The New RESPA Rule – The rest of the 1100-series
In the last few issues we’ve covered the meat of the 1100-series of the new HUD-1 – mainly lines 1101, 1102, 1103, and 1104 – and how each ties in with Blocks 4 and 5 of the GFE. To summarize, line 1101 and Block 4 cover title services and lender’s title insurance; line 1102 addresses settlement or closing fees (and is rolled up into line 1101 and included in Block 4); and line 1103 and Block 5 pertain to owner’s title insurance. Line 1104 isolates the lender’s title insurance premium outside the columns, the charge being rolled up into line 1101 and included in Block 4.
While these four HUD-1 lines and two GFE blocks constitute the meat of the charges having to do with title insurance and closing/settlement services, the remaining lines in the 1100-series provide useful information for sellers and borrowers, some of which hasn’t been seen before in the world of residential real estate transactions. Having said that, the numbers on lines following 1104 are shown outside the column because they don’t figure in to the totals that either the seller or borrower has to pay. In short, the numbers seen on lines 1105 through 1108 are for information only and may be a HUD effort in transparency.
So, let’s see what these lines are all about.
Line 1105 sets out the dollar amount of coverage of the lender’s title insurance policy being issued to the borrower’s lender. Policy specifics (long-form or short-form ALTA 2006 policies) aren’t detailed here, only the level of coverage. Usually, the face amount of the lender’s policy is the same as the loan amount. In most cases, the loan amount is less than the purchase price, although some loans may be the same as or exceed the purchase price. Given the sub-prime and other high-risk loan program issues from past years, however, and the consequent financial meltdown, we’ll probably see fewer loans equal to or higher than the presumed value (sale price) of the property.
Similarly, line 1106 confirms the dollar amount of coverage of the owner’s title insurance policy being issued to the borrower/buyer. And, as you might expect, neither the type of policy (usually, ALTA 2006 or ALTA 2008 Homeowner’s – the latter sometimes referred to as an enhanced policy) nor the name of the title insurance company (underwriter) is revealed here either, only the policy limits. Normally, the coverage amount equals the purchase price.
Taken together, lines 1105 and 1106 don’t add much value to the HUD-1 because the title insurance commitment previously issued and circulated to the parties, including the lender, have already dished out that information. So, about the best that can be said for repeating the information is that the HUD-1 is validating the policy coverage stated earlier.
Now, on to lines 1107 and 1108.
For some reason, HUD decided it was pertinent for the settlement statement to reveal the compensation details between the title insurance underwriter and its agent. This is what appears to be HUD’s effort toward transparency. What the parties are supposed to do with this information is unclear. In most cases, though, these lines will show that the agent keeps the lion’s share of the premiums collected. Several conclusions could be drawn from that, the most obvious being the agent does all the work. A second might be that the risk being undertaken by the underwriter is comparatively small, given that the premium being paid is small as well, especially when it’s digested that, unlike homeowner’s and car insurance, the premium is paid only once. And, for those who see HUD-1s over and over, a third might be that not all splits are the same, meaning not all title agents’ contracts with underwriters have the same terms. For what it’s worth, Indiana’s Department of Insurance is looking into some of these issues, but that’s a discussion for another day.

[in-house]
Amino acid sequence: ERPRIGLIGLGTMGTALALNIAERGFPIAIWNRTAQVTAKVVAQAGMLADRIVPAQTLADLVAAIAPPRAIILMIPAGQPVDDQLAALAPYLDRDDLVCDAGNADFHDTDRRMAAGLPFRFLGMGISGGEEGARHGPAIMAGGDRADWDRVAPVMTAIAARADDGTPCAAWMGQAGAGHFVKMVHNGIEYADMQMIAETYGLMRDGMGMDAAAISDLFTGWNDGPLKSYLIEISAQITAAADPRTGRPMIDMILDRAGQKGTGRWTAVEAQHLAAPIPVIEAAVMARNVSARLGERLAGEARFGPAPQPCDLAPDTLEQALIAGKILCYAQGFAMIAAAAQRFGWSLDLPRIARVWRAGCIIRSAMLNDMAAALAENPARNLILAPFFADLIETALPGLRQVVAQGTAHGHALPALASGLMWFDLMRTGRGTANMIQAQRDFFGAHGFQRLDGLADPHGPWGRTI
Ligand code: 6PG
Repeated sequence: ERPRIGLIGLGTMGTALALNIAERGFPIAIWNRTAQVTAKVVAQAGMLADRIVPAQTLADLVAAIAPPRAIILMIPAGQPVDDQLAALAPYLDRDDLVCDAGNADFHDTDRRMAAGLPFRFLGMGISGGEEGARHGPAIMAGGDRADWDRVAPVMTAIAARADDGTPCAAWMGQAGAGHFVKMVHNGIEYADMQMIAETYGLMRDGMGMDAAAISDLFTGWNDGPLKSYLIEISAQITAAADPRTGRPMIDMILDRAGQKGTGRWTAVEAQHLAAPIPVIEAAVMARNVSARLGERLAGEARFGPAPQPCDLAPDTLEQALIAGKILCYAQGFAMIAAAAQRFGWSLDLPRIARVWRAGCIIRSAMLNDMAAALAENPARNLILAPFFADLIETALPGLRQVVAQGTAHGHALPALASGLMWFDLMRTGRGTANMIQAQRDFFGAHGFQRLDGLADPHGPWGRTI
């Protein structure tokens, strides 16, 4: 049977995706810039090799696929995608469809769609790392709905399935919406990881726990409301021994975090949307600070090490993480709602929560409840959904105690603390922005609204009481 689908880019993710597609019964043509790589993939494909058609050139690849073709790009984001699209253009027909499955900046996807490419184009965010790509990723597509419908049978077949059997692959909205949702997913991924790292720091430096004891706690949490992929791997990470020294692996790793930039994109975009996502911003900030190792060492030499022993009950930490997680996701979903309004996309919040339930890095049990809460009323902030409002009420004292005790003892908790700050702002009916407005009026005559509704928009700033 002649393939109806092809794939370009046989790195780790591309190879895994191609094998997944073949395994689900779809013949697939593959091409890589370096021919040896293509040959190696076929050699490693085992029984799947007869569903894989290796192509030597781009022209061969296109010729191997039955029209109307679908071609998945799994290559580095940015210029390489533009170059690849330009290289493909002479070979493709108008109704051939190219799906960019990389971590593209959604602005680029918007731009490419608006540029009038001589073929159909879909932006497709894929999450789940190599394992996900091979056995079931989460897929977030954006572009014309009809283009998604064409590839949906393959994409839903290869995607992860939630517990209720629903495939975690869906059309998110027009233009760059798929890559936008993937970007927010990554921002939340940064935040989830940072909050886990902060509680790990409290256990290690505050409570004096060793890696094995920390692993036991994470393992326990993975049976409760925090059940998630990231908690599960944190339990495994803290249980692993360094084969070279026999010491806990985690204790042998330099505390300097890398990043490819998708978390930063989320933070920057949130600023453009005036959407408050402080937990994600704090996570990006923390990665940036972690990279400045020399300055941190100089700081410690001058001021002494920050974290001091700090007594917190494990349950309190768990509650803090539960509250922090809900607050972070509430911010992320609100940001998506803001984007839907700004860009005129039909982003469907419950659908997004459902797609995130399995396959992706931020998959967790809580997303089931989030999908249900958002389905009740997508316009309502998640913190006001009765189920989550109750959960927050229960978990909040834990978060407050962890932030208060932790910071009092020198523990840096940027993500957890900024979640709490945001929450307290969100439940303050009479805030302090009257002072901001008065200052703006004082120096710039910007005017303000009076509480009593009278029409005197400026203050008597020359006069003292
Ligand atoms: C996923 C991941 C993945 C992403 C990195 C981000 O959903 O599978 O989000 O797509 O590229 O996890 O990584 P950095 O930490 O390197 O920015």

So, the splits. Line 1107 shows how much of the total premium (owner’s, lender’s, enhanced coverage, endorsements, etc.) goes to the title insurance agent. And, as you would expect, line 1108 shows the amount going to the underwriter. Interesting to some, I suspect, but probably not a real attention-getter.
What about lines after 1108? Often, none will be needed. The basic HUD-1 form stops with line 1108, although HUD-1 software programs are designed to expand to line 1199 if necessary. (Let’s hope it isn’t.)
But, when might additional lines be used? If either the seller or buyer/borrower hires an attorney to represent them during the transaction and the attorney is paid at closing, an additional line would be used to collect for these charges. Or, if the buyer/borrower wanted a land survey (which wasn’t required by either the lender or the title agent), an additional line would be used. These charges themselves would be shown inside the column of whichever party is incurring the charge with the name of the payee service provider shown outside the column.
To make a point, though, let’s tweak the land survey charge. Suppose the borrower didn’t want a survey, but the title agent required one to issue the title insurance. What happens then? The survey bill would be shown outside the borrower’s column in, say, 1109 along with the surveyor’s name, while the amount of the bill would be rolled up into line 1101 (because by the title agent requiring it, the survey bill becomes part of “title services and lender’s title insurance”). To take this a step further, if the lender knew of the title agent’s survey requirement, that amount should be included in Block 4 of the GFE. On the other hand, if the lender didn’t know and didn’t disclose accordingly, there may be a tolerance issue, depending on the cost of the survey. Most likely, though, the lender can claim a change of circumstance and issue a revised GFE, eliminating the tolerance issue.
For now, that’s it for the 1100-series of the HUD-1. See you next week, if not sooner.
- Morrie Erickson